Economists Serving their Political Masters
On January 14, 2010, an academic economist took a rare stance. Tenured professors rarely lift the veil from numbers that governments invent. In “Don’t Like the Numbers? Change ‘Em,” Michael J. Boskin, Ph.D., formerly, an economics professor at Harvard and Yale; formerly, chairman of the Counsel of Economic Advisers in the George H.W. Bush administration; currently, T. M. Friedman Professor of Economics at Stanford University; research associate at the National Bureau of Economic Research; senior fellow at the Hoover Institution; and board member of the Exxon Mobil Corporation, Oracle Corporation and Vodafone PLC (among others), wielded his sword.
The Wall Street Journal devoted a half page to Boskin’s list of offenders. Politicians are interfering with the Gross Domestic Product calculations in France and Venezuela. They have toyed with the inflation rate in Argentina. In the U.S., the Obama administration has taken the phony numbers game “to a new level.” Here, Boskin is writing of the current adminstration’s calculations of jobs “created or saved” from its stimulus bill.
The “created or saved” job calculation is nonsense, but the very last person one would expect to decry the miscarriages is Michael J. Boskin.
In the early 1990s, Senator Patrick Moynihan from New York warned his fellow legislators about rising social security commitments. Then the worm crawled out of his hole, so to speak. Federal Reserve Chairman Alan Greenspan testified before the Senate and House Budget Committee on January 10, 1995. He told the Committee the inflation rate was probably overestimated by 0.5% to 1.5%.
If Greenspan was correct, this was a godsend. Social security payments are increased each year at an inflation rate calculated by the federal government: the change in the Consumer Price Index (CPI). If the CPI could be increased at a lower rate in the future, benefits would rise more slowly, without Congressional action. This would reduce government spending and delight politicians, who knew of the looming crisis in social security but did not want to imperil their careers by reducing benefits, or, in this case, by cutting the rate at which social security benefits were raised each year.
The Boskin Commission was duly formed. Michael Boskin was the right man for the job. He had served as chairman of the President’s Council of Economic Advisers (CEA) from 1989 to 1993, a post previously held by such government functionaries as Arthur Burns and Alan Greenspan.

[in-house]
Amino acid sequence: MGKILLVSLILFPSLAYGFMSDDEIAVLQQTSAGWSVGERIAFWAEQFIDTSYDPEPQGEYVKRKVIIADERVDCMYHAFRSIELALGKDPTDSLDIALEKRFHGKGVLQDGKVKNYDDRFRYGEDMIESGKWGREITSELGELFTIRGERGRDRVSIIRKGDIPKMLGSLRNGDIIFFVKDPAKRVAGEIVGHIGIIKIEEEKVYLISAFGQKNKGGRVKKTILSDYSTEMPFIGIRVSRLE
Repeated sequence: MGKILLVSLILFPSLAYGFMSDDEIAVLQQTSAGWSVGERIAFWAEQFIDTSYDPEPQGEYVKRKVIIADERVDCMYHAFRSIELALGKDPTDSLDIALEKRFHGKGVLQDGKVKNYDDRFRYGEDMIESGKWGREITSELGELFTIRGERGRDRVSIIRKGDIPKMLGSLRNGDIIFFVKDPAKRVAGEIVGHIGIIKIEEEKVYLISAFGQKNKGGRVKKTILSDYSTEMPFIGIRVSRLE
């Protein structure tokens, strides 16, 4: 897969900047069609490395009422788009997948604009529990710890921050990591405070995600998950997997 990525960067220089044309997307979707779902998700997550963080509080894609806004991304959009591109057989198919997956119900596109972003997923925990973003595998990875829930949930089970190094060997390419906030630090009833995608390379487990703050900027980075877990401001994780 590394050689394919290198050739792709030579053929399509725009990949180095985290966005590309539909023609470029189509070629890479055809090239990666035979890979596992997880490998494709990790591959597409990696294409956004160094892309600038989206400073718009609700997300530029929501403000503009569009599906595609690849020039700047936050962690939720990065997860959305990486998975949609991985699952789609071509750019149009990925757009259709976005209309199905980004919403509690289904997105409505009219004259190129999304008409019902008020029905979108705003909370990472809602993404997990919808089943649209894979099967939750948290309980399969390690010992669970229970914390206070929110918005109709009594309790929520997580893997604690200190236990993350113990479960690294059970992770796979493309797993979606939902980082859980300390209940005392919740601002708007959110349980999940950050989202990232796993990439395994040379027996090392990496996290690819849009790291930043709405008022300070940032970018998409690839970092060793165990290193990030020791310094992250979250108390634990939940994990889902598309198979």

Jumping to the conclusion, the Boskin Commission, as it was known (formally, the “Advisory Commission to Study the Consumer Price Index”) found that inflation was overstated by 1.1%. Several recommendations were made by the Commission to the Budget Committee. These were instituted with great efficiency by the Bureau of Labor Statistics.
The changes have lopped off far more than 1.1% in most years since 1997. From the time the changes were instituted through 2008, the compounding of an artificially low Consumer Price Index reduced payments to social security recipients by about half (according to John Williams, author of the newsletter Shadow Government Statistics).
How the CPI calculation was changed is not important here. (Chapter 12 of my book Panderer to Power is devoted to the Boskin Commission.) One adjustment may help to understand Boskin’s contribution to the impoverishment of older Americans. “Hedonic adjustments” by government number crunchers substitute imaginary prices for prices actually paid. Hedonic adjustments (purportedly, the “quality improvement” of an item) reduce the CPI. (Hedonic adjustments had been employed before the Boskin Commission, but sparingly. Afterwards, even the prices of textbooks – if they had color graphics – were adjusted for quality.)
Steve Leuthold, founder and chief investment officer of the Leuthold Group, calculated the price of a new car in the U.S. had risen from $6,847 in 1979 to $27,940 in 2004. Using hedonic adjustments, the government calculated the price of a new car had risen from $6,847 in 1979 to $11,708 in 2004.
The Boskin Commission was one scandal that economists actually denounced…
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